No! A heart attack and SCA are two different things, although they can occur together. A heart attack is caused by a blockage in a coronary artery which results in a sustained lack of blood flow (and consequently oxygen) to a part of the heart. If the blockage is not resolved in a timely manner, the heart tissue below the blockage will "infarct" or die. If the dead tissue also happened to be part of the heart's specialized electrical system, SCA could be triggered. During a heart attack, the heart can continue to beat, and often the victim remains conscious. In fact, people can be having heart attacks and not even know it. (This is known as a silent heart attack.) Typically, however, a person having a heart attack experiences considerable discomfort or pain in the chest, left arm, jaw, back, or neck, and at some point may lose consciousness.
How does an AED "treat" SCA?
A heart in SCA is very much like a hysterical person who can't be calmed down. A shock to the heart acts just like a slap in the face for the hysterical person. It stuns the heart tissue, disrupting the electrical chaos, and allows the normal electrical sequencing of the heart (and subsequently, pumping action) to resume.
The paramedics are close by; why should we have an AED?
Although your local fire station may be just around the corner, there are many factors that can delay their response. The engines may not be in when they get your call. There may be traffic issues. It may take them some time to get from the curb to the building and from the entrance to the victim. While a 6-8 minute response time seems very efficient, consider the fact a victim's chance of survival from SCA decreases by 10 percent with every minute that passes, and less than 5 percent of SCA victims survive with CPR alone. And ask yourself, how long was the patient down before he/she was found? How tragic it is when EMS arrives on the scene only to find that the patient has already died.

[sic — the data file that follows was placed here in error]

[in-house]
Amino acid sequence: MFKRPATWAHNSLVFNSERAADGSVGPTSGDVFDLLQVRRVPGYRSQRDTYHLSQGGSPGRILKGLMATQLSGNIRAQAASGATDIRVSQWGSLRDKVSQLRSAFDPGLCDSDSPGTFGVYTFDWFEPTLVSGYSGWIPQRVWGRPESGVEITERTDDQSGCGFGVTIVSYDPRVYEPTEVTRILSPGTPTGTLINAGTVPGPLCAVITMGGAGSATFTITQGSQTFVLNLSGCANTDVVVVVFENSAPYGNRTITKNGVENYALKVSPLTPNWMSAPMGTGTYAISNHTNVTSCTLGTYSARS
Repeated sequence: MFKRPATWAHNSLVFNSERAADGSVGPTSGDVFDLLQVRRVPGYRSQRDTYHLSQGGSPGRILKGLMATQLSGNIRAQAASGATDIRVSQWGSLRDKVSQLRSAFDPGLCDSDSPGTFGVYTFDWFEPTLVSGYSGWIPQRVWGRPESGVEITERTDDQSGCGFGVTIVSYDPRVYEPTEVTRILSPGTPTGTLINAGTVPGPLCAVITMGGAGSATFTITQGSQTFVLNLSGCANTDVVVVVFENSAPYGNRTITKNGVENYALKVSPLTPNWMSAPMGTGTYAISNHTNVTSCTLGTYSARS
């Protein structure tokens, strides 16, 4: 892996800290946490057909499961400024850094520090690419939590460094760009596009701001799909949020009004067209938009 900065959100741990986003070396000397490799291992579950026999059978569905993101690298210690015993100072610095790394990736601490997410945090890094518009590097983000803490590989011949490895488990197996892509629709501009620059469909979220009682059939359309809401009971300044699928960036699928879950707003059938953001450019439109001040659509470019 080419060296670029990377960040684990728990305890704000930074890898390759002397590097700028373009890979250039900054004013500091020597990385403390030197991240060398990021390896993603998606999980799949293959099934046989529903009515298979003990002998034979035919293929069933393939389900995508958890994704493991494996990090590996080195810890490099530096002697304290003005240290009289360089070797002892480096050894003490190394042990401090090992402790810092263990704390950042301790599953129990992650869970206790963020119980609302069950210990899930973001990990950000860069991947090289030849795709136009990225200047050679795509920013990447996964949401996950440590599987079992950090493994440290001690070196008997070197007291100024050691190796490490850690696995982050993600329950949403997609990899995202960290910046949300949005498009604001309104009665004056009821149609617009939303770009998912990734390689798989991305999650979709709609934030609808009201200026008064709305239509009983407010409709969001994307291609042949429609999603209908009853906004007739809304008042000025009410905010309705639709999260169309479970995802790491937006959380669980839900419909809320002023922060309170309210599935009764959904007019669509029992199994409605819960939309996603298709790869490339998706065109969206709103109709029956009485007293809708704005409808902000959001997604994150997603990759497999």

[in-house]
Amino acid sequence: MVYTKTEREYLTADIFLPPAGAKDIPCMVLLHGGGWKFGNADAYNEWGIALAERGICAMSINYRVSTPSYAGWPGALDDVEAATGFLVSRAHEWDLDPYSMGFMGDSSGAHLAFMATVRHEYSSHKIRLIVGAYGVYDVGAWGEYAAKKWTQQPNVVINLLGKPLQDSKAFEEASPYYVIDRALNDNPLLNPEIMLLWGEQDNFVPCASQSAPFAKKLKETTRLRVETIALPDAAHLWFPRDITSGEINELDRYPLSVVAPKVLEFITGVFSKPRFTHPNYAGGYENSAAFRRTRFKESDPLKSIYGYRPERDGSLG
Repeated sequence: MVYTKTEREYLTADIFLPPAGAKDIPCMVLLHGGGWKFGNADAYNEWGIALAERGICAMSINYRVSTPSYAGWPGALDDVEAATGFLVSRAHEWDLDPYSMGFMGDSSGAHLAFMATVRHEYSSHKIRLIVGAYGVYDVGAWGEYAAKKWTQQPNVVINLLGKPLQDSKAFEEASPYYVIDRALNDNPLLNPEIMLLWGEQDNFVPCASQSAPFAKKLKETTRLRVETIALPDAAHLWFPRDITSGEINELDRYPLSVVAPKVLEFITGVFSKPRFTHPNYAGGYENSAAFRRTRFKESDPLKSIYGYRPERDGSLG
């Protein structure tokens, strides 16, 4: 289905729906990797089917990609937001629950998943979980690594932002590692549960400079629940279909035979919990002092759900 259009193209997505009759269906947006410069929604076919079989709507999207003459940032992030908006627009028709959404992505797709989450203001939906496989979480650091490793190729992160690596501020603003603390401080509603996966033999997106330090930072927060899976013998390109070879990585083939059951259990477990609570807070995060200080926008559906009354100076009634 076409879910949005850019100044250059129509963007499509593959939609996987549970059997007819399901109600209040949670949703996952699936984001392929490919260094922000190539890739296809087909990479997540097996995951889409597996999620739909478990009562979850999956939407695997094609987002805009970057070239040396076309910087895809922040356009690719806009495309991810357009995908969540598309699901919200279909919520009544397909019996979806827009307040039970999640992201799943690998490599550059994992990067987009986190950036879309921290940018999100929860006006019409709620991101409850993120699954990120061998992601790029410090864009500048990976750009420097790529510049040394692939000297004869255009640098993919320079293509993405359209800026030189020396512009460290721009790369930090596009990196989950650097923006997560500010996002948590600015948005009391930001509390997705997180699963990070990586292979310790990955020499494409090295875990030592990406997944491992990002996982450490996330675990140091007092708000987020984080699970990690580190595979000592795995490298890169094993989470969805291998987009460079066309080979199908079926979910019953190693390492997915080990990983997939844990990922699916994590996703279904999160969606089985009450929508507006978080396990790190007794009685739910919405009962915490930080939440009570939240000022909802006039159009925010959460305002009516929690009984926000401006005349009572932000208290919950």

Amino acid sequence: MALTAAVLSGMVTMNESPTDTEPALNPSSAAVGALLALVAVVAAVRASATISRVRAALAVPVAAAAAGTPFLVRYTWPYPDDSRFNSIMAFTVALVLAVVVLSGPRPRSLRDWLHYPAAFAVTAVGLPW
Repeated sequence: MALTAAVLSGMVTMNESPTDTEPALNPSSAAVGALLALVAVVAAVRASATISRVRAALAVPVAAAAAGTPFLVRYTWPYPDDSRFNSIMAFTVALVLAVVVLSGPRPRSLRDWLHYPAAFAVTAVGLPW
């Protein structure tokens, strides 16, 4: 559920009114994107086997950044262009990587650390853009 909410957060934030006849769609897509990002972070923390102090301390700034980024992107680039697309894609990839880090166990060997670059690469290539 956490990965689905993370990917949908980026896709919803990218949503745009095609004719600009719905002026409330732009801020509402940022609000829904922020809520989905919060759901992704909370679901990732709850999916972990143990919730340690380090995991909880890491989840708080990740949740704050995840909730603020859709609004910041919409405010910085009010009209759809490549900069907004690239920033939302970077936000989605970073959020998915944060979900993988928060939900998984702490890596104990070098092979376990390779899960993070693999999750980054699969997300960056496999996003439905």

Does the AED take the place of CPR?
No. The AED is part of CPR. For maximum benefits (that is, best chance of survival) you must use the two tools together.
Can I hurt someone with an AED?
No. There are two things to remember here. First, a victim of SCA is essentially dead. Early defibrillation represents that person's only chance for survival. Second, AEDs will not shock someone who does not need to be shocked. It's that simple.
What about using an AED on metal or wet surfaces?
Always check with the manufacturer, but because most AEDs are self grounded, they can be safely used in wet environments and on metal surfaces with no risk to the victim or rescuer.
Aren't I at risk for a lawsuit if I use an AED?
Since mid-2001, all fifty states in the U.S. have passed Good Samaritan Laws, and many continue to expand the parameters of civil immunity in the hope of encouraging the deployment of more AEDs in the community, in the workplace, and at home. Clearly, this is something that all sectors of both the state and federal governments are in agreement on.
SOURCE: American Heart Science, www.americanaed.com
This article originally appeared in the October 2003 issue of Occupational Health & Safety.